I never saw the play, but I thoroughly enjoyed the book The Tailor of Inverness. The universal is found in the particular story of one Polish immigrant to Scotland. Matthew Zajac recounts what he thought he knew about his father and his discovery of an even more complicated truth as he travels back to Poland and Ukraine. It’s remarkably honest and thus all the more moving in its redemptive conclusion.
Post-Brexit , Zajac’s story of how one family endured the tumult of war and political wrangling outside their control felt relevant. The war is still not that far from where we sit now. In some of the darkest moments of Nazism and Stalinism that Zajac delves into, the very existence of an EU appears miraculous. Also apt are Zajac’s reflections on the casual anti-Semitism he encountered during his travels.
A few passages I underlined:
[on visiting Birkenau] Members of my own species had done this and because of this stark fact, I was tainted, responsible. Every living, mature human being is responsible. Perhaps this is the real meaning of what I have always considered to be the most evil, objectionable Christian concept, that of original sin. Maybe this really refers to the fact that we humans are capable of terrible acts and this has been distorted into the idea that we are guilty from birth.
Through history, particularly during the 19th century partitions, some Polish artists, theologians and philosophers have equated Poland’s suffering with Christ’s, propagating the idea that Poland is Christ. The crucifixion has become a national symbol. Poland has been crucified, and has risen from the dead, though this new land of cars building sites and advertising hoardings can hardly be described as heaven.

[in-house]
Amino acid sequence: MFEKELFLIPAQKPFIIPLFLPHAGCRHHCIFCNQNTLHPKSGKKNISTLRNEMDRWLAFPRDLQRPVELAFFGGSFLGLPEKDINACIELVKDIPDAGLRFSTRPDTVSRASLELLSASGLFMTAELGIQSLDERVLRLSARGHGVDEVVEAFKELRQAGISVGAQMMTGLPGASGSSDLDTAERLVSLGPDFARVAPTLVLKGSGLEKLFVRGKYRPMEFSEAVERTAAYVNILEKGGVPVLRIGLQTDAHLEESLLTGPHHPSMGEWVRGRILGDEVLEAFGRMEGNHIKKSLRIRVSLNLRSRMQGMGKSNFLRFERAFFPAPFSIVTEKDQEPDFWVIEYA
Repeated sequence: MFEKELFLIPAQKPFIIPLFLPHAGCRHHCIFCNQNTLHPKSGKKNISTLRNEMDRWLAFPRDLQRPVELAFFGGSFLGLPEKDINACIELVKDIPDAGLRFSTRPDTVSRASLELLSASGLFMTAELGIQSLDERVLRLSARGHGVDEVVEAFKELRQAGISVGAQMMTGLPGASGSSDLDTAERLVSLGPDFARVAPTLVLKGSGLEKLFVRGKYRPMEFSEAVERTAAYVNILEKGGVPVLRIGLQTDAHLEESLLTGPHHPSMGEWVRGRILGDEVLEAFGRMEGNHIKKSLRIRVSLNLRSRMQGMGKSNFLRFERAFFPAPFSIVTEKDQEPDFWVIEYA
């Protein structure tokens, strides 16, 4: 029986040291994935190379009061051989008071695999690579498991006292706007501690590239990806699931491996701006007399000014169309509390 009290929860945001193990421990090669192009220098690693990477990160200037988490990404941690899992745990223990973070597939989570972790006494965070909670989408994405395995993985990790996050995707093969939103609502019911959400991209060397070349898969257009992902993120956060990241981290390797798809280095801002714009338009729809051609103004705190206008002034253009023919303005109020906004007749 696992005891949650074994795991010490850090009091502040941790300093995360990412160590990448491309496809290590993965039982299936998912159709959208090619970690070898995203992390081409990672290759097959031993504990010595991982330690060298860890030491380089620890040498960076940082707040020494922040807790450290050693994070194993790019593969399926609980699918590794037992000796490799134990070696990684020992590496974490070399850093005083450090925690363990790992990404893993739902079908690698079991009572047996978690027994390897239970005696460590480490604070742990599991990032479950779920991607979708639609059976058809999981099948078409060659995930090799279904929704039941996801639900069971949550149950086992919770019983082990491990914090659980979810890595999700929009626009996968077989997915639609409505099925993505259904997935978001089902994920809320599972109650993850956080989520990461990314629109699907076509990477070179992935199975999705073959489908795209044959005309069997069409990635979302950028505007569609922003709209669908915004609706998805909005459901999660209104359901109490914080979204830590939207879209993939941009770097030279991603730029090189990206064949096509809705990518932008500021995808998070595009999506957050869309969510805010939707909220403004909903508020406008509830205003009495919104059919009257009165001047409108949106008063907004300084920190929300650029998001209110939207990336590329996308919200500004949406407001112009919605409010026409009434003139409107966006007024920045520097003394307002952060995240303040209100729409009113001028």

As we read the play, Misha became restless. He seemed tired and jaded, harder, and burdened by his grim experience… I think he found our enterprise an indulgence, perceiving us then as a group of comfortable middle-class Brits pontificating about a war we knew little about, wringing our hands from a safe distance and the comfort of our kitchens.
In 1984, one couldn’t escape the fact that they served two opposing ideologies, that they represented the architectural apogees of the two versions of contemporary German society. Alongside the buildings, the centre of East Berlin was decorated with socialist murals and slogans, West Berlin was decorated with the neon signs of multinational corporations, crowing from the top of its skyscrapers. It all seemed designed to make the individual feel small, insignificant in the face of such powerful organised forces.